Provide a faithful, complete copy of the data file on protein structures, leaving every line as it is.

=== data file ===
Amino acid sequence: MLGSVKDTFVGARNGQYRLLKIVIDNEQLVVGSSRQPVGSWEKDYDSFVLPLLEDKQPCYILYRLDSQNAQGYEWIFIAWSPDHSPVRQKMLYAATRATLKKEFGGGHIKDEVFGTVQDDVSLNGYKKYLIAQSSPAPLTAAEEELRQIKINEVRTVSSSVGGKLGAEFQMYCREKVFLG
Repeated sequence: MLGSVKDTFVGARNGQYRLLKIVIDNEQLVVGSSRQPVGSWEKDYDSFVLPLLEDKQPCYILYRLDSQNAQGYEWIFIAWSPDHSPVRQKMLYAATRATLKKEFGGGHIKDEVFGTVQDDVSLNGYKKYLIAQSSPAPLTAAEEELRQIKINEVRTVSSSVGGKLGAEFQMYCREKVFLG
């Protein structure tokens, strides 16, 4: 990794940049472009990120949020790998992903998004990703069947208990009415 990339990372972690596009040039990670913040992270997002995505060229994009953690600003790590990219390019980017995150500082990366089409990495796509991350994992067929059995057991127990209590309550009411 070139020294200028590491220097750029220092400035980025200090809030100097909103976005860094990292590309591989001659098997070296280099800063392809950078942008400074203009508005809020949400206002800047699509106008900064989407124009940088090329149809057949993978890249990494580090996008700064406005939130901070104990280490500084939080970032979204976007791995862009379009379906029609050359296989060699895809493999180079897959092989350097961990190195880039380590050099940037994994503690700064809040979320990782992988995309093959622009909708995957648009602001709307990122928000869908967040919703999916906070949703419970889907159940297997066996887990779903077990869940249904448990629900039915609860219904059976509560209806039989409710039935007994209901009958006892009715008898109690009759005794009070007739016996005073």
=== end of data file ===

Amino acid sequence: MLGSVKDTFVGARNGQYRLLKIVIDNEQLVVGSSRQPVGSWEKDYDSFVLPLLEDKQPCYILYRLDSQNAQGYEWIFIAWSPDHSPVRQKMLYAATRATLKKEFGGGHIKDEVFGTVQDDVSLNGYKKYLIAQSSPAPLTAAEEELRQIKINEVRTVSSSVGGKLGAEFQMYCREKVFLG
Repeated sequence: MLGSVKDTFVGARNGQYRLLKIVIDNEQLVVGSSRQPVGSWEKDYDSFVLPLLEDKQPCYILYRLDSQNAQGYEWIFIAWSPDHSPVRQKMLYAATRATLKKEFGGGHIKDEVFGTVQDDVSLNGYKKYLIAQSSPAPLTAAEEELRQIKINEVRTVSSSVGGKLGAEFQMYCREKVFLG
């Protein structure tokens, strides 16, 4: 990794940049472009990120949020790998992903998004990703069947208990009415 990339990372972690596009040039990670913040992270997002995505060229994009953690600003790590990219390019980017995150500082990366089409990495796509991350994992067929059995057991127990209590309550009411 070139020294200028590491220097750029220092400035980025200090809030100097909103976005860094990292590309591989001659098997070296280099800063392809950078942008400074203009508005809020949400206002800047699509106008900064989407124009940088090329149809057949993978890249990494580090996008700064406005939130901070104990280490500084939080970032979204976007791995862009379009379906029609050359296989060699895809493999180079897959092989350097961990190195880039380590050099940037994994503690700064809040979320990782992988995309093959622009909708995957648009602001709307990122928000869908967040919703999916906070949703419970889907159940297997066996887990779903077990869940249904448990629900039915609860219904059976509560209806039989409710039935007994209901009958006892009715008898109690009759005794009070007739016996005073």